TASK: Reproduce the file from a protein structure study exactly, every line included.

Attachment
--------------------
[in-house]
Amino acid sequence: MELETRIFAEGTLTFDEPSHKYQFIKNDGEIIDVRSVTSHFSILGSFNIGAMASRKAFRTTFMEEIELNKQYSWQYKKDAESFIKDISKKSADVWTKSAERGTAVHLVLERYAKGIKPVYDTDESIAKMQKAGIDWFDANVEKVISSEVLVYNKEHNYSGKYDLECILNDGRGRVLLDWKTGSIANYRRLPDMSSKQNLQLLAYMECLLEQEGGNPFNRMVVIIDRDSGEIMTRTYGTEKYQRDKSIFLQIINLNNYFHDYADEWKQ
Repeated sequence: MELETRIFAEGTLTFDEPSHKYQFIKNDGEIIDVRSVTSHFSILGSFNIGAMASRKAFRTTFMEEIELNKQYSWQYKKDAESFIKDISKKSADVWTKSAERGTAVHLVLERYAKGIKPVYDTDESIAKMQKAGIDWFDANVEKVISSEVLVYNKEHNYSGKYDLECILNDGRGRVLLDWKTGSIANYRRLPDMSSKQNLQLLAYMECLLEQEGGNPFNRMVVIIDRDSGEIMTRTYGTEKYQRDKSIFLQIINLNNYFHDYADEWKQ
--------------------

[in-house]
Amino acid sequence: MELETRIFAEGTLTFDEPSHKYQFIKNDGEIIDVRSVTSHFSILGSFNIGAMASRKAFRTTFMEEIELNKQYSWQYKKDAESFIKDISKKSADVWTKSAERGTAVHLVLERYAKGIKPVYDTDESIAKMQKAGIDWFDANVEKVISSEVLVYNKEHNYSGKYDLECILNDGRGRVLLDWKTGSIANYRRLPDMSSKQNLQLLAYMECLLEQEGGNPFNRMVVIIDRDSGEIMTRTYGTEKYQRDKSIFLQIINLNNYFHDYADEWKQ
Repeated sequence: MELETRIFAEGTLTFDEPSHKYQFIKNDGEIIDVRSVTSHFSILGSFNIGAMASRKAFRTTFMEEIELNKQYSWQYKKDAESFIKDISKKSADVWTKSAERGTAVHLVLERYAKGIKPVYDTDESIAKMQKAGIDWFDANVEKVISSEVLVYNKEHNYSGKYDLECILNDGRGRVLLDWKTGSIANYRRLPDMSSKQNLQLLAYMECLLEQEGGNPFNRMVVIIDRDSGEIMTRTYGTEKYQRDKSIFLQIINLNNYFHDYADEWKQ